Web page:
Keep one topic per sentence
Use a tabular layout (vertical) for complex texts
Procedural sentences: 20 words maximum
Use colons and dashes to make tabular layouts
....and so many other rules !!!

All come under the specification called ATA iSpec 2200. Example, "You should test the wiring harness every 200 hours", in STE you write, "Make a test of the wiring harness each 200 hours". You can see from this example that "test" is NOT a verb, and STE does not use "every". The language is very French-like and required by Airbus, Boeing and others
HyperSTE is a good software for this. Go to

You won't likely find customers asking you, as a translator, to use STE. Simplified Technical English is mainly used by writers and editors. However, some companies use controlled language for their manuals and technical documentation, so offering STE in your translations is an excellent choice.

My suggestion: If you have the chance, register from some training first. Training may include material and license for the software. Regarding material, you need the STE dictionary. Last issue was released in April. It is updated once or twice a year and it is important to keep up to speed with the updates because a word that is approved today can be "unnaproved" next year. For example: In last revision, the word "overhaul" as a noun, was deleted for the approved words list as well as "waste" (both as an adj. and as a noun). The word "hamper" (verb) was added to the keywords list, as well as "harden" (vb), "harm" (vb), and so many others!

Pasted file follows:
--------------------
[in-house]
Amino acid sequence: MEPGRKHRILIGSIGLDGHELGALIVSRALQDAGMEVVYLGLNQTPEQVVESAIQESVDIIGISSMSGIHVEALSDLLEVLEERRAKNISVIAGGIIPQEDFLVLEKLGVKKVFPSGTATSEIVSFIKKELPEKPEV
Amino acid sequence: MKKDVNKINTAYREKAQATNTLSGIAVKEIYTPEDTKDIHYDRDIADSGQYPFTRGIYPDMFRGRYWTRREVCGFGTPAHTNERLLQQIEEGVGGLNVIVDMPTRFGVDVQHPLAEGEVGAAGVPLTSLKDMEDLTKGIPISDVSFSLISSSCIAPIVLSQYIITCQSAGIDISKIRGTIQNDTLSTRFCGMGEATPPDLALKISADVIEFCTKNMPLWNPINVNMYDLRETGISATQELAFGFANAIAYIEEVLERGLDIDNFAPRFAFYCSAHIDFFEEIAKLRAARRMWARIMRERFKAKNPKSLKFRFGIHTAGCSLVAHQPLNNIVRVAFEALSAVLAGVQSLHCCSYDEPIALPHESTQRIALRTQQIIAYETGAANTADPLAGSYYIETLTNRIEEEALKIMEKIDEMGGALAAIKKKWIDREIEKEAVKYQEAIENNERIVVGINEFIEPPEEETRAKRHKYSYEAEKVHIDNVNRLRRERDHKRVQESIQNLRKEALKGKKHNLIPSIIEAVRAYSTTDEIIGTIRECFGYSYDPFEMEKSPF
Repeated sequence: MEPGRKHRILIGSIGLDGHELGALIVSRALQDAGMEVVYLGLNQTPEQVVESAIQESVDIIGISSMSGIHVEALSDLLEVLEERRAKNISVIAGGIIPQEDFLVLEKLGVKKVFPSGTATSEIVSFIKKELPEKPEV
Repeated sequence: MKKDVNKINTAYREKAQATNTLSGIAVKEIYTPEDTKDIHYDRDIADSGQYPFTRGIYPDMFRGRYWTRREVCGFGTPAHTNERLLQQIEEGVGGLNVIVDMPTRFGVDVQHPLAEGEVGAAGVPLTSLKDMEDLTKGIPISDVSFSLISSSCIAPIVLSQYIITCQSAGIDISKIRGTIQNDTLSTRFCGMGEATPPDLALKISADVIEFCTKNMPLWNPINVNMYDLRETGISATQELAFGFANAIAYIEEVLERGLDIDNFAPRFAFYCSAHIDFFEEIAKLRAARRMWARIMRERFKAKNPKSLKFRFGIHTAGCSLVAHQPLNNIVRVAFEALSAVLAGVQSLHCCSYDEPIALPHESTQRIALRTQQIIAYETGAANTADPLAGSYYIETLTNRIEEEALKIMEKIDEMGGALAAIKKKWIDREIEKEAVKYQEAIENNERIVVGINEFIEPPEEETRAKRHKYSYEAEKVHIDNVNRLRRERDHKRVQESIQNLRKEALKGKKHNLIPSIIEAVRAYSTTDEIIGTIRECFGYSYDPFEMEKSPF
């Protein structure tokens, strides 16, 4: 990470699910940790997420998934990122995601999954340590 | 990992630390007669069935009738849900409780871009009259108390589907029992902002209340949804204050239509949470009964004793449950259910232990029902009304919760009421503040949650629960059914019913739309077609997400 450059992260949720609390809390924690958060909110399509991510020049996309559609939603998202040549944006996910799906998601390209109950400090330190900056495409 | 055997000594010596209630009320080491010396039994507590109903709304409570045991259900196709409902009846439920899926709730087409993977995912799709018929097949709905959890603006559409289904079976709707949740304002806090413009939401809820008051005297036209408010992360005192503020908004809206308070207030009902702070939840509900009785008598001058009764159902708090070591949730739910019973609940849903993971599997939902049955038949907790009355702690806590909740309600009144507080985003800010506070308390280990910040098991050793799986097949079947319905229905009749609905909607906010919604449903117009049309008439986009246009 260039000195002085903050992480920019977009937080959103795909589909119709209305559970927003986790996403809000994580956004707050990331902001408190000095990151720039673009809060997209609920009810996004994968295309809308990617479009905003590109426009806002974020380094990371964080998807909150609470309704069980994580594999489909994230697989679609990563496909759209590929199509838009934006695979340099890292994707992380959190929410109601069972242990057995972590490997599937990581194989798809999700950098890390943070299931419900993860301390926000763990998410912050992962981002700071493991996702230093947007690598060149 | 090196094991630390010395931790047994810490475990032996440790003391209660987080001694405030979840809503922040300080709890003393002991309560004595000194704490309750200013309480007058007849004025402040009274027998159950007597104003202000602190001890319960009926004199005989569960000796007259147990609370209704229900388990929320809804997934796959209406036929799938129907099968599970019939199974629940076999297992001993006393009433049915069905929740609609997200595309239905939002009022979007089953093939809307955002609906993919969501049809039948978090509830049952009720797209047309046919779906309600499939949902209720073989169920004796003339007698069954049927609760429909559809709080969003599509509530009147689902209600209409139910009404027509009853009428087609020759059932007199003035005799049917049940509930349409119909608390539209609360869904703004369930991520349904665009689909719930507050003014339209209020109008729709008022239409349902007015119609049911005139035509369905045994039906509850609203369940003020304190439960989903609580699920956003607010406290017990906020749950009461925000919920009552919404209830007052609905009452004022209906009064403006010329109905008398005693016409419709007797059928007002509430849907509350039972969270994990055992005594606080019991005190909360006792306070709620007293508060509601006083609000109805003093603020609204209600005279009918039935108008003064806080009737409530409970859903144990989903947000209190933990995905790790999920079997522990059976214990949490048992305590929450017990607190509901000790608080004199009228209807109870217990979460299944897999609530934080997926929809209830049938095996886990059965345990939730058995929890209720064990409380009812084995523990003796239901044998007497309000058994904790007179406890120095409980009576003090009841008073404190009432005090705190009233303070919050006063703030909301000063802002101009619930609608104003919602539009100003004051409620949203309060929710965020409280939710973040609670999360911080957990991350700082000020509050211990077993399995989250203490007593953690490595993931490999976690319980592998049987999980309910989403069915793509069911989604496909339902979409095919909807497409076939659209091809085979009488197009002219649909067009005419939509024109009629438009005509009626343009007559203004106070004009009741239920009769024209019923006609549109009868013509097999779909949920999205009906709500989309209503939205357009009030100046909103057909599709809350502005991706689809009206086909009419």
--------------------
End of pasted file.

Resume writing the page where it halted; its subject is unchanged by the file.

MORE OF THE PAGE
Remember this: it's all abour learning the rules and vocabulary and practising. A good software will help, but if you don't have a software it is all about having your dictionary handy and checking EVERY word and grammar rule you are using. It is amazing to see how many "everyday" words we cannot use here.

Good luck!


Marina Morgan
Local time: 22:08
German to English
+ ...
Simplified Technical English - thank you Jul 4, 2010

Many thanks to jg, Maria and Melina for your helpful input. Your information was quite detailed and will help me make an informed decision as to whether it can be useful to me or not. Thanks again and happy working.


Melina Ruiz Arias  Identity Verified
Local time: 08:38
English to Spanish
+ ...
Good luck! Jul 9, 2010